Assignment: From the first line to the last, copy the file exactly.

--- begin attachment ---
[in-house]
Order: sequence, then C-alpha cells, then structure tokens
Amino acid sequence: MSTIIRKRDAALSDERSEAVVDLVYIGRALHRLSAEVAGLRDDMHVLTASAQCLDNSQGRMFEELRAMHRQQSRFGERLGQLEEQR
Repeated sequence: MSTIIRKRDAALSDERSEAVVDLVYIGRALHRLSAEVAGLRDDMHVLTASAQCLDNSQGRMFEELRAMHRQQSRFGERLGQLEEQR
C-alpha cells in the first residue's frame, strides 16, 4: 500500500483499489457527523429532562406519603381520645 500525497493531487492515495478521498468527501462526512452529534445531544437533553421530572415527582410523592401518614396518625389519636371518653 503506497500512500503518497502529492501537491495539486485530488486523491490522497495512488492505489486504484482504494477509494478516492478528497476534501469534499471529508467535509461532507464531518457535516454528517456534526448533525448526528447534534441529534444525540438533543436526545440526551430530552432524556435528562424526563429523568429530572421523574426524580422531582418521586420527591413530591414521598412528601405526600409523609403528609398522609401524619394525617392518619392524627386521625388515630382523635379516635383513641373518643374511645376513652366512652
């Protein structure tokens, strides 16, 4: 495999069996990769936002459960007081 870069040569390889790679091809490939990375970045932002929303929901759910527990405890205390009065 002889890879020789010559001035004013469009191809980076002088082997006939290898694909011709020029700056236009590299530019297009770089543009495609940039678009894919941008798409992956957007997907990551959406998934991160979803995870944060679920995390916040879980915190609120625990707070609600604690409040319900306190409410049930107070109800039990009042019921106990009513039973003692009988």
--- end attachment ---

[in-house]
Order: sequence, then C-alpha cells, then structure tokens
Amino acid sequence: MSTIIRKRDAALSDERSEAVVDLVYIGRALHRLSAEVAGLRDDMHVLTASAQCLDNSQGRMFEELRAMHRQQSRFGERLGQLEEQR
Repeated sequence: MSTIIRKRDAALSDERSEAVVDLVYIGRALHRLSAEVAGLRDDMHVLTASAQCLDNSQGRMFEELRAMHRQQSRFGERLGQLEEQR
C-alpha cells in the first residue's frame, strides 16, 4: 500500500483499489457527523429532562406519603381520645 500525497493531487492515495478521498468527501462526512452529534445531544437533553421530572415527582410523592401518614396518625389519636371518653 503506497500512500503518497502529492501537491495539486485530488486523491490522497495512488492505489486504484482504494477509494478516492478528497476534501469534499471529508467535509461532507464531518457535516454528517456534526448533525448526528447534534441529534444525540438533543436526545440526551430530552432524556435528562424526563429523568429530572421523574426524580422531582418521586420527591413530591414521598412528601405526600409523609403528609398522609401524619394525617392518619392524627386521625388515630382523635379516635383513641373518643374511645376513652366512652
């Protein structure tokens, strides 16, 4: 495999069996990769936002459960007081 870069040569390889790679091809490939990375970045932002929303929901759910527990405890205390009065 002889890879020789010559001035004013469009191809980076002088082997006939290898694909011709020029700056236009590299530019297009770089543009495609940039678009894919941008798409992956957007997907990551959406998934991160979803995870944060679920995390916040879980915190609120625990707070609600604690409040319900306190409410049930107070109800039990009042019921106990009513039973003692009988």